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With $35 Million More in the Bank, What's Next for Twitter?

Posted by: Rob Hof on February 13, 2009

It appears the venture funding market isn’t closed for everyone, not even Web 2.0 startups with no apparent revenue plan. Twitter, the white-hot microblogging service, just raised more than $35 million, most of it from new investors Benchmark Capital and Institutional Venture Partners. Cofounder Biz Stone says the company, whose service that marries 140-character text messages with social networking is the current obsession of the digerati, wasn’t looking for new funding but says (quite literally) it has big plans. From his blog post:

Big Plans for Twitter, Inc.

We are now positioned extremely well to support the accelerating growth of our service, further enable the robust ecosystem sprouting up around Twitter, and yes, to begin building revenue-generating products. Throughout this year and beyond, our small team will grow much bigger to meet the challenges and opportunities ahead.

Twitter is making a real impact around the world as people, companies, and organizations everywhere discover a powerful new way to communicate and find out what’s happening—right now. With these new partnerships and this new funding, we are in a position to move more confidently toward our vision for a robust and successful Twitter, Inc.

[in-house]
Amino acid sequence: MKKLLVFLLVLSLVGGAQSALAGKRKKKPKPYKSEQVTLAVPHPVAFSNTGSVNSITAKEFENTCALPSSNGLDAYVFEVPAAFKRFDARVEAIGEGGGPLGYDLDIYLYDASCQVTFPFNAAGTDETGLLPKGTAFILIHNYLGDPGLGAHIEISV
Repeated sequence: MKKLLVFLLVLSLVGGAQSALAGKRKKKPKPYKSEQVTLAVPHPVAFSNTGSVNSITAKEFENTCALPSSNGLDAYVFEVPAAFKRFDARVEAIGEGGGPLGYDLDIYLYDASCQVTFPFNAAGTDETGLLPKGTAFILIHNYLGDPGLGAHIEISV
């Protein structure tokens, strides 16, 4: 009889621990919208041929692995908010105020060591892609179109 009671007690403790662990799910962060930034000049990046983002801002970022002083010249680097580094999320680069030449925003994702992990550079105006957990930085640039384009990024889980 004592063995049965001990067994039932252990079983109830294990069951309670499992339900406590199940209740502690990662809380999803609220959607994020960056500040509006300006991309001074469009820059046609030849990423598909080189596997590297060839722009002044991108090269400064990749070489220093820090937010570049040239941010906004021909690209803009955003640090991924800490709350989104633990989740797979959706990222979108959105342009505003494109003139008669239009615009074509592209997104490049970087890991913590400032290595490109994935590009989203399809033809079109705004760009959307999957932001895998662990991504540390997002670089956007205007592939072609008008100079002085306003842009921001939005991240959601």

Which says exactly nothing about what those plans are. In the past week, there has been much discussion about whether Twitter might have the potential to pull a fast one on Google, bringing the usefulness (and maybe the business model) of search to what some call the real-time Web. In particular, John Borthwick put forth the notion in a long post on Feb. 8 on Silicon Alley Insider (only at the end of which he disclosed that he’s an investor in Twitter—oh, OK!) that Twitter could make Google the “next victim of creative destruction”:

… Take a simple example of how Twitter Search changes everything. Imagine you are in line waiting for coffee and you hear people chattering about a plane landing on the Hudson. You go back to your desk and search Google for plane on the Hudson — today — weeks after the event, Google is replete with results — but the DAY of the incident there was nothing on the topic to be found on Google. Yet at the conversations are right there in front of you. The same holds for any topical issues — lipstick on pig? — for real time questions, real time branding analysis, tracking a new product launch — on pretty much any subject if you want to know whats happening now, will come up with a superior result set.

How is real time search different? History isnt that relevant — relevancy is driven mostly by time. One of the Twitter search engineers said to me a few months ago that his CS professor wouldn’t technically regard Twitter Search as search. The primary axis for relevancy is time — this is very different to traditional search. Next, similar to video search — real time search melds search, navigation and browsing.